When you have an infant at home, it may feel isolating. In these situations, women can often feel a disconnect from their significant other. Especially if he's being a less than ideal partner. So sometimes, women will turn to their most silent friend, their infant. According to a study from the University of Cambridge, women having dissatisfaction with their male partners tend to spend more time talking to their infant sons.
Researchers from the Centre for Family Research at the University of Cambridge studied 93 heterosexual parents and how they interact with their infants. After asking the couples about the quality of their adult relationship and how satisfied they were, their infants were given a 'talk pedometer' for their seven-month-olds to wear. This recorded the "natural" conversation between parent and infant. And they only recorded when both parents were in the home.
The researchers then used a software to get an automated analysis on how often adults were speaking to the babies. Because of its connection to partner relationships and how much adults talk to their infants, depression was taken into account for analysis.
After taking that into account, the researchers found that the more dissatisfied a couple was with each other, the more the mother would talk to her infant. Those mothers who rated their marriage quality as "low" used approximately 35 percent more words than the moms who rated their relationships "average." They also started about 20 percent more of the conversations. However, they didn't analyze the specific content of the conversations. So there's no way to know whether or not the conversations were positive.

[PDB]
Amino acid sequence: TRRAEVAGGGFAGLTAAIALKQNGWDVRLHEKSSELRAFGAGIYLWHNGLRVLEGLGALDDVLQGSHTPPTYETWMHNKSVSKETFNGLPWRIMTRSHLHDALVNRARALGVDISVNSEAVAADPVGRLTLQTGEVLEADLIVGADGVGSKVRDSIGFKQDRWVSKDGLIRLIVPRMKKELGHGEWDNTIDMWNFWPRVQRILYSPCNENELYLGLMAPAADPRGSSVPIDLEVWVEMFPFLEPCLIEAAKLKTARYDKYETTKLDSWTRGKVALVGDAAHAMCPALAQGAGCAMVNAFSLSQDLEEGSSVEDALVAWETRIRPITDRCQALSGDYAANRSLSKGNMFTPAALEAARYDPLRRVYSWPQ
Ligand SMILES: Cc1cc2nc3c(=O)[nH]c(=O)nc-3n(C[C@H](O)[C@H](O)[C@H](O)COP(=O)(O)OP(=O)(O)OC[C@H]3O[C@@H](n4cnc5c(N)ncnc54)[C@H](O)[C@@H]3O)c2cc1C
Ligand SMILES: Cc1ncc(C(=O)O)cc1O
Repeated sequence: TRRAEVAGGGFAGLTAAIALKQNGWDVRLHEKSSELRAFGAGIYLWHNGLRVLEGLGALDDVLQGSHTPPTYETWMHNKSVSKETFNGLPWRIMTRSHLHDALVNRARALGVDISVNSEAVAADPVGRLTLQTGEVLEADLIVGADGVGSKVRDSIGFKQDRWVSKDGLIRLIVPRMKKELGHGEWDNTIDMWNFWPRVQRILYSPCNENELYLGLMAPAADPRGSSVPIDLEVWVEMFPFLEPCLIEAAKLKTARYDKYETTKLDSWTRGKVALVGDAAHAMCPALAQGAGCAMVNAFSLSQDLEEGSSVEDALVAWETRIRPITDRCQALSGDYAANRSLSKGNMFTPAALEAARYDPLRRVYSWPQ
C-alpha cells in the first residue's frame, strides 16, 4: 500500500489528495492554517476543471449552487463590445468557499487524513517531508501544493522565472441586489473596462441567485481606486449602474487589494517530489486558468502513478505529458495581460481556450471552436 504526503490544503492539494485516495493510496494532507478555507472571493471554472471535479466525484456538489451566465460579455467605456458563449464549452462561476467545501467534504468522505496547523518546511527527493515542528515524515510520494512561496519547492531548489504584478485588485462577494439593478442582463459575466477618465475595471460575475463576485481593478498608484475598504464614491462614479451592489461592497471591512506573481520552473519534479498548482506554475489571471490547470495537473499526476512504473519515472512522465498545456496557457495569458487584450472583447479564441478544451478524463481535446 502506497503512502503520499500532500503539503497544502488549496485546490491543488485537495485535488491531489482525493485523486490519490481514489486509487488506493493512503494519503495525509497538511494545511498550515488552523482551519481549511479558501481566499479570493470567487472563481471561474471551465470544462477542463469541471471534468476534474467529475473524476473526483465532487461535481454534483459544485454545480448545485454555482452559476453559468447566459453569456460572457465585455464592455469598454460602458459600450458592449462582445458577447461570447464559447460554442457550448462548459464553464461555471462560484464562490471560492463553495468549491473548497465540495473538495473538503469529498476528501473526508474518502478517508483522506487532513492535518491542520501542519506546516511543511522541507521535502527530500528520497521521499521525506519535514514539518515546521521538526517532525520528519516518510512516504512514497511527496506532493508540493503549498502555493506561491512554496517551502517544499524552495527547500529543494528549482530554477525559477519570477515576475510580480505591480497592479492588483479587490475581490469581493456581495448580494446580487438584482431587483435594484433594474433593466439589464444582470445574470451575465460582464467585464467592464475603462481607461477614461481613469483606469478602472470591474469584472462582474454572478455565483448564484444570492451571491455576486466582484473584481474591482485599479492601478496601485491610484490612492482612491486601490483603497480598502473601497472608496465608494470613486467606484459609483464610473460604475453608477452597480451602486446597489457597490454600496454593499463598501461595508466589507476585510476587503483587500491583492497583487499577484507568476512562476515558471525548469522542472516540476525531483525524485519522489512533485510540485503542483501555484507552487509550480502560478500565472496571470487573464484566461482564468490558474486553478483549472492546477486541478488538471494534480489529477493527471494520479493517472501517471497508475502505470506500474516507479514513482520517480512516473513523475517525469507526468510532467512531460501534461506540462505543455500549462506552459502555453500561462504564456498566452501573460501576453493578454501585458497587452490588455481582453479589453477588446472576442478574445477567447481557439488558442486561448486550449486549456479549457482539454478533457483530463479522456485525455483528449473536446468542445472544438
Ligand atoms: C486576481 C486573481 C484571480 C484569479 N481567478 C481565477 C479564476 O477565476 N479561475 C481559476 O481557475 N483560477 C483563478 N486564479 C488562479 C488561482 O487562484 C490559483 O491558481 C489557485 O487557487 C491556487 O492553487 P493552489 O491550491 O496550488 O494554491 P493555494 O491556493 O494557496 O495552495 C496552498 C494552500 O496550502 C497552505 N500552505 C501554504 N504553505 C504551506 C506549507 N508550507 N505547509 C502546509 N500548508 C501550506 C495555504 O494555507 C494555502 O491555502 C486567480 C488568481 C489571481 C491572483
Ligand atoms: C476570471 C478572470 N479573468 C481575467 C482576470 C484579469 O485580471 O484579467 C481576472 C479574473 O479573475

"It's possible that the mum is trying to compensate for the poor relationship she has with her partner by putting more time and effort into her relationship with her other close male social partner, her son," says Dr. Elian Fink of the Centre for Family Research and the Faculty of Education.
"What is particularly interesting is that mums only seem to compensate when they have infant sons, not daughters. It could be that mothers view their daughters as mini versions of themselves rather than of their partners," Dr. Fink adds.
When it comes to the male partners, regardless of the quality and satisfaction with the relationship, they're not talking to their infants. The research shows that the fathers had "significantly less" conversations. And they rarely would initiate conversation either.
"Finding time to talk to children is very important. Using opportunities within the daily routine, such as mealtimes and bedtime, to have conversations with your child may help foster later child talk," Dr. Fink says, stressing the importance of these conversations with your infant.